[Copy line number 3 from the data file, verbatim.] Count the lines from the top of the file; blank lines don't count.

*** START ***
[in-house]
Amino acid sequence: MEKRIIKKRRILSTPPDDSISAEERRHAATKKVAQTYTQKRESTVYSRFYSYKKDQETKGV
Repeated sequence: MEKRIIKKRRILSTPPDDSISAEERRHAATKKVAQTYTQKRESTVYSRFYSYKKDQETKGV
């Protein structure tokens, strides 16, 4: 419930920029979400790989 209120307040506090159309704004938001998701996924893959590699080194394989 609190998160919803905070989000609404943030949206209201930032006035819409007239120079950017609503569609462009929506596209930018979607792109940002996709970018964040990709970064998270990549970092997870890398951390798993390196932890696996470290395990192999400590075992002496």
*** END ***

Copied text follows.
Repeated sequence: MEKRIIKKRRILSTPPDDSISAEERRHAATKKVAQTYTQKRESTVYSRFYSYKKDQETKGV